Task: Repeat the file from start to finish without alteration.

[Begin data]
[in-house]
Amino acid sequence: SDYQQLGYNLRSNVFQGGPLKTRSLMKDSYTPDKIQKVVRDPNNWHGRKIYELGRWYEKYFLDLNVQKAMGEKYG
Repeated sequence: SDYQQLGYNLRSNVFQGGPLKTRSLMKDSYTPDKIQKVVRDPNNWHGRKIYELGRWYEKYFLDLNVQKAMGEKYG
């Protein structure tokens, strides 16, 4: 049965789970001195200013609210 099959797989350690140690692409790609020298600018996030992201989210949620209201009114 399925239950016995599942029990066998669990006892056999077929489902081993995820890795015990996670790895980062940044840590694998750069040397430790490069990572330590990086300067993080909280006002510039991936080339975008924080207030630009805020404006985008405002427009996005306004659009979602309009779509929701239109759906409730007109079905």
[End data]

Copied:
[in-house]
Amino acid sequence: SDYQQLGYNLRSNVFQGGPLKTRSLMKDSYTPDKIQKVVRDPNNWHGRKIYELGRWYEKYFLDLNVQKAMGEKYG
Repeated sequence: SDYQQLGYNLRSNVFQGGPLKTRSLMKDSYTPDKIQKVVRDPNNWHGRKIYELGRWYEKYFLDLNVQKAMGEKYG
């Protein structure tokens, strides 16, 4: 049965789970001195200013609210 099959797989350690140690692409790609020298600018996030992201989210949620209201009114 399925239950016995599942029990066998669990006892056999077929489902081993995820890795015990996670790895980062940044840590694998750069040397430790490069990572330590990086300067993080909280006002510039991936080339975008924080207030630009805020404006985008405002427009996005306004659009979602309009779509929701239109759906409730007109079905």